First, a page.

Tom’s father, also named Arne, recounts his memories of life on the island.

Anyway, it was fascinating to learn about life on Gaukværøya. In addition to Arne’s descriptions, Tom’s father Arne shared stories about growing up there. Luckily, Ingor sat beside me and translated; most everything was in Norwegian. The island is rugged— all rocks and bumpy ground, so apparently the children had a heyday while their parents worked. They attended school on the island when it was convenient, because they often had to help with fishing and household responsibilities.

My brother’s family and I were hosted by my fourth cousin, Sonja Klaussen, and once we finally got home after dinner, we sat up until the wee hours talking. It was light all night, and it’s energizing. The whole time I was with family I was up until 2 AM. (At home I start yawning around 9:00.)

My fourth cousin Sonja Klaussen hosted us in her lovely home.

Saturday morning we woke to see four moose grazing in Sonja’s back yard. They’re smaller than our Minnesota moose, but delightful to watch nonetheless.

A Norwegian moose checks us out as we marvel at Sonja’s backyard view. Really!

The day was filled with reunion events—an orientation, a coffee hour, a presentation on the lineage from our great-great-great grandfather, then photos outdoors.

The twelve children of my great-great-great grandfather, Johannes Olsen. Two wives.

They organized a group photo for the descendants of each of Johann’s twelve children, then we had a mass photo of all 300 relatives. Shocking. It was fun, though, to see who had descended from my great-great grandmother Johanna Sophie (1818-1889).

Organizing the masses into photos of each line of the family was no easy task.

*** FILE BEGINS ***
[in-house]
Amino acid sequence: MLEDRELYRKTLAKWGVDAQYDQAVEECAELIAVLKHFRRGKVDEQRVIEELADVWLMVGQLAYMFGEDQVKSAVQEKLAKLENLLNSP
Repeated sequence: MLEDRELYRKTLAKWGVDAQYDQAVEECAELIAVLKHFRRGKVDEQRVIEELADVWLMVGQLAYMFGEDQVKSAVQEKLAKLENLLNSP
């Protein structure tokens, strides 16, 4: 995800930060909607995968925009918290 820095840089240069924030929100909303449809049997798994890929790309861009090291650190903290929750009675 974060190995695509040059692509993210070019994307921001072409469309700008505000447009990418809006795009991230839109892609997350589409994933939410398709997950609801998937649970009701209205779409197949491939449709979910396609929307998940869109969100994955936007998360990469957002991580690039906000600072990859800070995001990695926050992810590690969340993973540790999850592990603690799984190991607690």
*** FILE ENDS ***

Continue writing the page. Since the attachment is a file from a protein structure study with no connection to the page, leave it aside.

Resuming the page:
Too much information, I know.

The day ended with a catered buffet banquet and a dance at the community center. Pretty much the kind of music my grandparents liked dancing to, but we did our best. I needed the exercise.

My brother Steve, wife Ann and daughter Cortney toast at the Johannes Olsen banquet.
Me, brother-in-law Rob, and sister Laura enjoying the festivities. Do we look full yet?

On Sunday my sister Laura, Rob and I skipped out to go on a whale watching tour in Andenes, at the north end of Vesterålen. The drive was spectacular, and the event started with a museum tour that astonished and enlightened us. We learned how the whales use sonar, and that only male whales come up north. The ladies stay behind in the mid-Atlantic raising their young and waiting for the next round of mating.

Our guide led us through a fascinating whale museum. This, my friends, is a whale’s tail.

Oh, I nearly lost my finger on the boat, too. After we got on we were standing along the side of the boat, and I had my hand over the edge. Little did I know there were huge plastic bumpers that meet the edge of the boat at low tide. ARAUGHHH!!! I screamed when I felt my fingers squeezed, then yelled for everyone to PUSH! People came to my rescue, and I was able to extricate a very smushed finger. By the end of the ride it had recovered. 

The captain of the ship wears headphones to pick up the clicks of the whale’s sonar system, then he follows them until the whale surfaces for air. Amazing.

The captain sat up top with headphones on, following the whale’s clicks as he hunted below.

We got to see a whale surface twice. He’s a local resident sperm whale, and they call him Glenn. Imagine a boat with 60 people who’ve waited hours to see a whale, everyone with their cameras at the ready.  “People at the railing bend down so everyone can see!” (in Norwegian, German and English) This old lady ended up sitting on the deck with my camera, snapping, snapping, snapping photos of Glenn as he spouted over and over and finally dove. So who got the best photos? My sister Laura, who pulled out her iPhone at the last minute and got spectacular shots of the flukes as Glenn headed down. Go figure!

This is my photo of Glenn diving. I was trying to get the mountains in, too.

We rented a stunning 3-bedroom airbnb on a peninsula between mini-fjords, just down the road from Bøhallen.

Steve and Ann pose by the kayaks in front of our spectacular rental home. Wish we could have stayed longer…